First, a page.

- From there we go to Argent Adept. He’s running into a tunnel that goes under an aquarium exhibit. As he’s walking through it, there are speakers on proximity switches that play a recording that points out interesting things to look at as zoo-goers pass. As he passes one, instead of pointing out some interesting coral or something the voice says “And ’ere we see zee Argent Adept walking along zee tunnel. Oblivious to zee fact zat ’e is about to be ambushed by zee mighty ’unter, Ambuscade.” [This whole section, and I’m guessing much of the rest of the story here features some “amazing” French accent work.] So, he’s not terribly surprised when Ambuscade shows up, although being shirtless is a bit of a surprise. He attempts to throw some magic at the problem and it goes horribly wrong. The acoustics in this underwater tunnel are just bonkers and so his musical magic doesn’t do what he expects. He cracks the glass roof right above him and so he’s got to spend most of his attention on holding that up/closed. Ambuscade notes that this looks pretty dangerous and it would be a shame if something were to happen to AA and we end the scene there in a similar end to the Captain Cosmic scene earlier.
- That’s the end of the first issue. We cut straight to a splash page with AA and CC trussed up at the feet of Ambuscade, holding the AA’s cape in one hand and CC’s shirt in the other. We’re actually back to where we last saw CC - on the ground we can see what it was that hit him. A zoo sign saying “Now entering west Africa”. [Also, the cover of the issue is a clue as to who the first victims would be. Ambuscade is holding a scrap of CC’s shirt and he’s wearing AA’s cape.] “Two Prime Wardens down, but zee best is yet to come!”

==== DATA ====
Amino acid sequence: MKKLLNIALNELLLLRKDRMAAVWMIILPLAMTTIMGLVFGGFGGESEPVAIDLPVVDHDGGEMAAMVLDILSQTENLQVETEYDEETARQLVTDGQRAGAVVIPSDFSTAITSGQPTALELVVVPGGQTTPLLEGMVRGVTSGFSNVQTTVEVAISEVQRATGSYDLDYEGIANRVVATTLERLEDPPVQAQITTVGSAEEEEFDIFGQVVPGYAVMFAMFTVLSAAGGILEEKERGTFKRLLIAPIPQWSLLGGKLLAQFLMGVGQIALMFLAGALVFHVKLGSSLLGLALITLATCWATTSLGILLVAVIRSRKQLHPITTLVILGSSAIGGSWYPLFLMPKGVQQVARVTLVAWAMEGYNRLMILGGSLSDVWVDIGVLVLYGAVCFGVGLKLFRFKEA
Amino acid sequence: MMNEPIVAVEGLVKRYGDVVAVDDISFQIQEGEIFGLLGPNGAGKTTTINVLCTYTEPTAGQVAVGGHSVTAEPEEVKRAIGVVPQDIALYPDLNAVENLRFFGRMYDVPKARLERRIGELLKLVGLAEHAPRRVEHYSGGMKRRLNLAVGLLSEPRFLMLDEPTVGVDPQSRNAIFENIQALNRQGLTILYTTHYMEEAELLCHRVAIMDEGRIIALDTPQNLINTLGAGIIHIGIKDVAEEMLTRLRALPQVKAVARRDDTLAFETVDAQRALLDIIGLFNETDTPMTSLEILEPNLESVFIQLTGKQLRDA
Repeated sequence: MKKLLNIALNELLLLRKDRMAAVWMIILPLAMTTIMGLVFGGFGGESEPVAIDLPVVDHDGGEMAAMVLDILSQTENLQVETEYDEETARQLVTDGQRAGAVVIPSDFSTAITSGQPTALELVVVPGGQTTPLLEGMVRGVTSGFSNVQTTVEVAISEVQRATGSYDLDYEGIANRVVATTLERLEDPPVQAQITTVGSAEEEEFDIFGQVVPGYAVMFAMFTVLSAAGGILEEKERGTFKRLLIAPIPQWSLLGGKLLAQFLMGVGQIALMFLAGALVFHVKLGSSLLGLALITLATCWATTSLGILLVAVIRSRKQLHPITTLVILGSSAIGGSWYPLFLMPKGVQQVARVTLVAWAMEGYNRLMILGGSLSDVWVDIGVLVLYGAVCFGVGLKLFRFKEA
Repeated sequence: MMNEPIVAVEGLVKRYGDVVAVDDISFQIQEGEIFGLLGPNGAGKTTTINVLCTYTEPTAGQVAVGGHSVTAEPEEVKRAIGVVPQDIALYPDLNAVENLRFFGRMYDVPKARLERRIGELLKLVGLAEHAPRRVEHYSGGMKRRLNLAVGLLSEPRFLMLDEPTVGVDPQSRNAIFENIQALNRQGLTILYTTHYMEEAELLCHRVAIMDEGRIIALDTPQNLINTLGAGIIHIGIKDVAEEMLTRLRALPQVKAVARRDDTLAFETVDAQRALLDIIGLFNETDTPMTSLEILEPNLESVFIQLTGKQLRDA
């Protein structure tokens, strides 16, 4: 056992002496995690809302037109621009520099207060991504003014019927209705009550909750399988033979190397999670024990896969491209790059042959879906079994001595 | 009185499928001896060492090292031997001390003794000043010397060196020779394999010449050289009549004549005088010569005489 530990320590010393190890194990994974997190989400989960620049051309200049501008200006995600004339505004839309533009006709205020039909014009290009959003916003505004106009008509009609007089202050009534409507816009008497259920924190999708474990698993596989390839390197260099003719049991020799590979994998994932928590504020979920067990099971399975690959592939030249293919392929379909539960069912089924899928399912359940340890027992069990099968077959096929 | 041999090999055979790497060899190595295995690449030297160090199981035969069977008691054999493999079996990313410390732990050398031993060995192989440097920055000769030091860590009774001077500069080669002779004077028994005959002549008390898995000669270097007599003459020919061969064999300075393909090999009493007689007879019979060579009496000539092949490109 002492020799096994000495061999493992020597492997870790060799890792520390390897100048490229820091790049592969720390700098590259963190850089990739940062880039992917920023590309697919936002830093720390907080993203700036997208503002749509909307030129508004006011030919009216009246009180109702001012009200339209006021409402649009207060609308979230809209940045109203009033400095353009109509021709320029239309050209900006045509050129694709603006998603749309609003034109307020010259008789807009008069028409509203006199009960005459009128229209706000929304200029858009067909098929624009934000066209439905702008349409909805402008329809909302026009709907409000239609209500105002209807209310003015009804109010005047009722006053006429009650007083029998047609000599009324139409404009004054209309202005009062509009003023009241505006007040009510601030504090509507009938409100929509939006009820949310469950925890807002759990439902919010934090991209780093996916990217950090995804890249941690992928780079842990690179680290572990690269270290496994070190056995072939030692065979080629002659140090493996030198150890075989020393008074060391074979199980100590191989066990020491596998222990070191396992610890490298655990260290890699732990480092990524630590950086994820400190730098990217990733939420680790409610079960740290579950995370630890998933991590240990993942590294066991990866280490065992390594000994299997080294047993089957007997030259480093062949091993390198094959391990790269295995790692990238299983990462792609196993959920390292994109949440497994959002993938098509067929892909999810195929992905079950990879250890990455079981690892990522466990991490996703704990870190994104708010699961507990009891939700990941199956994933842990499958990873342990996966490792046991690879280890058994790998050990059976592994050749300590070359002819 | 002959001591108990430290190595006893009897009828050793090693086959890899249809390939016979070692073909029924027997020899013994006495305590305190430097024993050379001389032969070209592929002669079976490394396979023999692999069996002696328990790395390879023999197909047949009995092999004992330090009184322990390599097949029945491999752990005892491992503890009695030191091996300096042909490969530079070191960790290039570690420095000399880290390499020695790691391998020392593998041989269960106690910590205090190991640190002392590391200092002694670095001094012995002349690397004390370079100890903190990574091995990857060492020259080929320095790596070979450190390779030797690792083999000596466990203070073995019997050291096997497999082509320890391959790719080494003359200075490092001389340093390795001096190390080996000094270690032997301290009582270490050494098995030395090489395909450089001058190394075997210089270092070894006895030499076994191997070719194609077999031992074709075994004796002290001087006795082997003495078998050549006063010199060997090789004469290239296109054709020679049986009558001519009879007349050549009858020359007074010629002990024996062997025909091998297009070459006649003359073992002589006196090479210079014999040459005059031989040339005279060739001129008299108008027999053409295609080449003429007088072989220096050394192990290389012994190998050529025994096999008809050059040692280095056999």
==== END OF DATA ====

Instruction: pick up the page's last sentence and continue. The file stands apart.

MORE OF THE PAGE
- They’re not going to go into quite as much detail on the next two issues.
- The next part opens in medias res with Ambuscade and Haka fighting. Ambuscade’s dialog involves him reminiscing about the good ol’ days where they fought. What is notable about this time is that Ambuscade has really stepped up his game. No guns, devices, or powers - he’s just put in the time to train up to this level. Haka can not land a hit/get a hand on him. He’s also talking a lot. Past Ambuscade appearances wasn’t nearly this quippy. The thing we all have in our heads about Ansel always boasting and talking himself up during a fight? This story is the origin of that. Prior to this he was a more serious “I am here to hunt zee heroes” kind of thing. All business. Now he’s fun.
- Back to the fight. Neither of them is making much headway since Haka is Haka, but Ambuscade is dodging around and maybe getting a little trip in here and there. The main result of this is that Haka is getting irritated. He’s being careful (not punching through exhibit walls or anything), but the fight traverses quite an area and eventually they’re in a big building with more glassed-in aquatic exhibits (stuff that couldn’t go in the big aquarium stuff from earlier.